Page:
Fake Orca is Impressively Bad at Being a Fake Orca 

By Kate Knibbs on at

The small fishing village of Astoria, Oregon, tried to scare off a pesky sea lion colony with a large fake mechanical orca. It was a cunning scheme, one that pitted the sly artifice of man against the whatever it is sea lions have. But alas—nature won.

The plan to unleash the fibreglass orca, which is actually a licensed boat, was concocted to spook the sea lions with recorded whale noises and threat of imminent death by top ocean-dwelling predator. But the 32-foot-long fake whale’s maiden voyage didn’t exactly go...swimmingly.

First, problems with the engine marooned the fraudulent beast.

Then the fake orca proved itself almost infinitely inferior to its real-world counterpart by quickly starting to sink.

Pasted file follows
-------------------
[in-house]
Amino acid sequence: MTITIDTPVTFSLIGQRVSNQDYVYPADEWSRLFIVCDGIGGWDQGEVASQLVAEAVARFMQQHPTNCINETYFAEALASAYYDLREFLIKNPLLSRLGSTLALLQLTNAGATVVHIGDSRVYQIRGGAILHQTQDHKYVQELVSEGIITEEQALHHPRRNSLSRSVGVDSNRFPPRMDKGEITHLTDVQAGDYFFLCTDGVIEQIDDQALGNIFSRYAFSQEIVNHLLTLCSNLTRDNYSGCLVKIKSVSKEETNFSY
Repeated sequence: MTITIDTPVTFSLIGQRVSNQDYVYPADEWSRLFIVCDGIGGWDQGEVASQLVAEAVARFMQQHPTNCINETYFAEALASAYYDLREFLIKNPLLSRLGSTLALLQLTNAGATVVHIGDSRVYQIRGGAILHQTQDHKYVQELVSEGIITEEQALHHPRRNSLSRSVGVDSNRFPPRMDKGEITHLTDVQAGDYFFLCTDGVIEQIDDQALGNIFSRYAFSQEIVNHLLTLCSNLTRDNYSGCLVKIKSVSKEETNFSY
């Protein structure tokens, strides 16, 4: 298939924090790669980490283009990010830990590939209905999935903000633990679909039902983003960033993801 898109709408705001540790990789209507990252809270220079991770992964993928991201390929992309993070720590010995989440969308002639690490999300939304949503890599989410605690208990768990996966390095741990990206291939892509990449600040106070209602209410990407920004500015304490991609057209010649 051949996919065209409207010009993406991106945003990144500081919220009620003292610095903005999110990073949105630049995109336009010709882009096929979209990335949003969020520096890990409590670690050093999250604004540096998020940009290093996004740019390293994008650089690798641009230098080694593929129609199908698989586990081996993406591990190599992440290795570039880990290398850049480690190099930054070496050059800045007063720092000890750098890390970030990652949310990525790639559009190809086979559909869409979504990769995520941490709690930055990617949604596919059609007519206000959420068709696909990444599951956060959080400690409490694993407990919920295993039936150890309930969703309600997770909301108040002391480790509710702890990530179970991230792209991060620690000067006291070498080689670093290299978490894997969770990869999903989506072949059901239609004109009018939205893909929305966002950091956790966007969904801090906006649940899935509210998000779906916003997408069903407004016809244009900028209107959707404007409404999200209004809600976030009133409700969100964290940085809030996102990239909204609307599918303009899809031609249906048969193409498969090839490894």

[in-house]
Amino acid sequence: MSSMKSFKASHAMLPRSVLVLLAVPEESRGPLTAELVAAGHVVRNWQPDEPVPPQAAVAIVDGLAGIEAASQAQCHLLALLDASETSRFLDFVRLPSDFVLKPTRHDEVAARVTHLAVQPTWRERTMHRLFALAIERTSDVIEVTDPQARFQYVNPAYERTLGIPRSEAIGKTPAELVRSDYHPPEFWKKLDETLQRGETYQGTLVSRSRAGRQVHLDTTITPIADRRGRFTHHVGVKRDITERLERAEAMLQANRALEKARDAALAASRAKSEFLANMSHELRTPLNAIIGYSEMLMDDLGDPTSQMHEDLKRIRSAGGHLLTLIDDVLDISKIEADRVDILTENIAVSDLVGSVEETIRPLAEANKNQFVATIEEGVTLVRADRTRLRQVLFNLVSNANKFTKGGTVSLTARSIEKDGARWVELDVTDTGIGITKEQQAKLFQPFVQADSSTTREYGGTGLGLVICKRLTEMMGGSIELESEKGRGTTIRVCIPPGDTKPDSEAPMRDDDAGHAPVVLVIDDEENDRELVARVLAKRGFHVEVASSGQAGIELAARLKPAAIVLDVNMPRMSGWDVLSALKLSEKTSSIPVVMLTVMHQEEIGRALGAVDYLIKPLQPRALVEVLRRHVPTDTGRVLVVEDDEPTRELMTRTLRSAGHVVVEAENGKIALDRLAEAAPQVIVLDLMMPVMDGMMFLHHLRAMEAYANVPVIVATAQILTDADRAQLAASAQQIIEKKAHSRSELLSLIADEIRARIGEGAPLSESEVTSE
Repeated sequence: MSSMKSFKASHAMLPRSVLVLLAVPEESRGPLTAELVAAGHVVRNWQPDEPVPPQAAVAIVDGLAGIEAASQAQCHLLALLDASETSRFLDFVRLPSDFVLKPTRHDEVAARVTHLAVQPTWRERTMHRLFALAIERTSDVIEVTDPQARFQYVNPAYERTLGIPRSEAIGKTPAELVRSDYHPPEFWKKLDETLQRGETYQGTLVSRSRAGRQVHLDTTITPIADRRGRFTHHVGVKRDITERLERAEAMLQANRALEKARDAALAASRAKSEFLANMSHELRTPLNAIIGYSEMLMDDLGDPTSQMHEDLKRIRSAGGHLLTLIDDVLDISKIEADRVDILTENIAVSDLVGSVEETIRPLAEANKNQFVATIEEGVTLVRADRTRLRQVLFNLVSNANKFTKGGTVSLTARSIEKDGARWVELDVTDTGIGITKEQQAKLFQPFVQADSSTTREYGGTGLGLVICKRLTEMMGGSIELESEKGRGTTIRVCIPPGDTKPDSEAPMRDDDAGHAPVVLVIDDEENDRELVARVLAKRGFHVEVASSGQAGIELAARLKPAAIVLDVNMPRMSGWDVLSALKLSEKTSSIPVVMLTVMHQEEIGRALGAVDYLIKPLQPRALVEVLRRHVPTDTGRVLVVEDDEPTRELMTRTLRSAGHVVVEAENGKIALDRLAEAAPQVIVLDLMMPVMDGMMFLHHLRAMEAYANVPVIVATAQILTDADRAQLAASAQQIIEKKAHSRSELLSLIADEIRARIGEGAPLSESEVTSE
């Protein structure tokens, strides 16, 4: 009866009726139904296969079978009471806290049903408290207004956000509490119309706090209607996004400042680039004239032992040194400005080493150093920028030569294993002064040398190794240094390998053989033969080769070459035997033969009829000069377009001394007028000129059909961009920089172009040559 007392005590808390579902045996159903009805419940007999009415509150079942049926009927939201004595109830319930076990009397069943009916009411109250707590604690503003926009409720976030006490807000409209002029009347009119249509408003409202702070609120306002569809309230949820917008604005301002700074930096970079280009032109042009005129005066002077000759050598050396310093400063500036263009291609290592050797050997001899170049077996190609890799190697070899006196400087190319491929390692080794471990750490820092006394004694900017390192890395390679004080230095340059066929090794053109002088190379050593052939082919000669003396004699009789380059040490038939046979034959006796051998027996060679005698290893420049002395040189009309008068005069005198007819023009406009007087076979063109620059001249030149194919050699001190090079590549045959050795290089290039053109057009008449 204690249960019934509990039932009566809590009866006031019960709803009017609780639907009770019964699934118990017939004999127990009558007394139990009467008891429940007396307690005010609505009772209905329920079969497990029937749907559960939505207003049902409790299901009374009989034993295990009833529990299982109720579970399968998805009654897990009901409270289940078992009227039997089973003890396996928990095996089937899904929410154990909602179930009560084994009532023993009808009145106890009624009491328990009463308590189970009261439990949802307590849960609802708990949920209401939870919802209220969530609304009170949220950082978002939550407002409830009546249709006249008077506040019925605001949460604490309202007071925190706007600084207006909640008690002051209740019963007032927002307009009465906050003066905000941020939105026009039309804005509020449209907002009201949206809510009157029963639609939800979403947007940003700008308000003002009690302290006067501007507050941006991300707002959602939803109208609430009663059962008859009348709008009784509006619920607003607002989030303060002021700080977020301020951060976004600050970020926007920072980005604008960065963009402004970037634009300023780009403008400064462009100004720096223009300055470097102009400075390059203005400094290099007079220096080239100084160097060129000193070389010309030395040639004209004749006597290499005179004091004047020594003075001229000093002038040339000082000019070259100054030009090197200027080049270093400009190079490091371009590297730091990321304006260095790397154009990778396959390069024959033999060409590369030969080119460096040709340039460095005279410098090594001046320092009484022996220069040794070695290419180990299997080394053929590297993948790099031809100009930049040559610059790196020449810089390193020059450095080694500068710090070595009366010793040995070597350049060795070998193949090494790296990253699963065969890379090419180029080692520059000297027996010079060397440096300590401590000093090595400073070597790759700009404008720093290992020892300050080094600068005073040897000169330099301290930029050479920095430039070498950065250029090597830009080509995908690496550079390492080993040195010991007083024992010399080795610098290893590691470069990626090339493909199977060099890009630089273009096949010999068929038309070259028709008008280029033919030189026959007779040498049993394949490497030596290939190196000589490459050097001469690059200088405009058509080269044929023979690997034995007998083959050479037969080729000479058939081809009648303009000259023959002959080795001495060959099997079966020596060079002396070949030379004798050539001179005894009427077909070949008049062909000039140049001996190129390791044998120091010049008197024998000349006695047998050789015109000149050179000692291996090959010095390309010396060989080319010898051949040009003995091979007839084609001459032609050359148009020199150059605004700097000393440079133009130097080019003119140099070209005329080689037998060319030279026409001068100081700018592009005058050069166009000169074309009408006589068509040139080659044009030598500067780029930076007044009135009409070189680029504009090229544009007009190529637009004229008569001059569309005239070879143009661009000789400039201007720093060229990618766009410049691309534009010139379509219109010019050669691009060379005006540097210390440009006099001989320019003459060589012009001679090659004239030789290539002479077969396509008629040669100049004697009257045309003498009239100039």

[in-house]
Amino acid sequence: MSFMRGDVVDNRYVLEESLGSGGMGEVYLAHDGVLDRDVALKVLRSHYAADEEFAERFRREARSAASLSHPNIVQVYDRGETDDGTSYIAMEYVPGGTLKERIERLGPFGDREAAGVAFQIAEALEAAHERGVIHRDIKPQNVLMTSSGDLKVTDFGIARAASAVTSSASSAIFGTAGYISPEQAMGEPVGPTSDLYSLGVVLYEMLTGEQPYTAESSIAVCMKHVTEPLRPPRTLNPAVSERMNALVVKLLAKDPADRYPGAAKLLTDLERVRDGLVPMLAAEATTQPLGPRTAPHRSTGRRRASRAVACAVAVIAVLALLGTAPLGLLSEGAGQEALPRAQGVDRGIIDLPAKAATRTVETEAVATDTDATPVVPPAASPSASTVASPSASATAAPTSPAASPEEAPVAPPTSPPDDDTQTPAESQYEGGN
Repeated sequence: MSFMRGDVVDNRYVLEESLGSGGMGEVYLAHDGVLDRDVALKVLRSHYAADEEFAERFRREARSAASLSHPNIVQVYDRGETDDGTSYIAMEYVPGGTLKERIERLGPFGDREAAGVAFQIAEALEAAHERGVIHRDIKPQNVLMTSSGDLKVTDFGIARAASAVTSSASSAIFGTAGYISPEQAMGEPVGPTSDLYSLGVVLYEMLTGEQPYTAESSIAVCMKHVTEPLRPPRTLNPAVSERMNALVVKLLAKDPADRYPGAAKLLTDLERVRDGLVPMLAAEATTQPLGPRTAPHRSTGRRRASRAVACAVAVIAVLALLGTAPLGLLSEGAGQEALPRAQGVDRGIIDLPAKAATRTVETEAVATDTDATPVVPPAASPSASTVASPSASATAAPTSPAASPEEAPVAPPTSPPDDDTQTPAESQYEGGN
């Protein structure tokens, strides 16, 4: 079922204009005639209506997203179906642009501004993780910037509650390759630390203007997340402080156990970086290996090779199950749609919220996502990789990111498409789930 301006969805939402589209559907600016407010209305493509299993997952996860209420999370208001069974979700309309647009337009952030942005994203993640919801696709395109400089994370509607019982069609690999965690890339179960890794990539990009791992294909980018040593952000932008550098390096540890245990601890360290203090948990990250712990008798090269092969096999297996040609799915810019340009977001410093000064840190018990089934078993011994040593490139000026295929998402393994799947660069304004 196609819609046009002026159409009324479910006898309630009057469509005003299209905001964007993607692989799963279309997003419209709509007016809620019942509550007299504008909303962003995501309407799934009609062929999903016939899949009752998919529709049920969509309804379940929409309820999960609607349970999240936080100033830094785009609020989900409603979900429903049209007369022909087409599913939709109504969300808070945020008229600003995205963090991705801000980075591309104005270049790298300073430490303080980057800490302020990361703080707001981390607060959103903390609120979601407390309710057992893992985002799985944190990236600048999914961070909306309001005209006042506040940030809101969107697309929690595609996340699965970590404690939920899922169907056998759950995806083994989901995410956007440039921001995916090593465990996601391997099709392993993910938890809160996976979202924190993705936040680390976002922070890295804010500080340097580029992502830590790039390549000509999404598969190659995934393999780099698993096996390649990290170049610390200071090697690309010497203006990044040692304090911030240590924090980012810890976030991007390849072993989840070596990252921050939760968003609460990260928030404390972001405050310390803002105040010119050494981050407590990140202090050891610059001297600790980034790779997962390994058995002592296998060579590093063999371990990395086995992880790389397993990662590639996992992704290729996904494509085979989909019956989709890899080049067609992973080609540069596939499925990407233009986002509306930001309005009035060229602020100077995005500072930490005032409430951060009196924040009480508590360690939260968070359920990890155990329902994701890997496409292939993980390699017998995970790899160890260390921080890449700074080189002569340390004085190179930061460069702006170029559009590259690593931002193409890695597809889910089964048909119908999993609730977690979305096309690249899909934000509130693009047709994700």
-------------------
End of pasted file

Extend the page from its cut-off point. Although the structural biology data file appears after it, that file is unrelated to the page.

Port of Astoria executive director Jim Knight told The Guardian that the sea lions got “deathly silent” when the doomed orca came into view. Which sounds good, except then the fake orca filled with water and tipped over.

“They probably think it’s dead now that it’s belly up,” Knight told the Guardian about the sea lions’ nonchalant attitude towards the orca-boat. This is what the port looked like after the failed experiment:

Fake Orca Is Impressively Bad At Being a Fake Orca 

Astoria plans to try this bold gambit again in August.

Images: AP/Joshua Bessex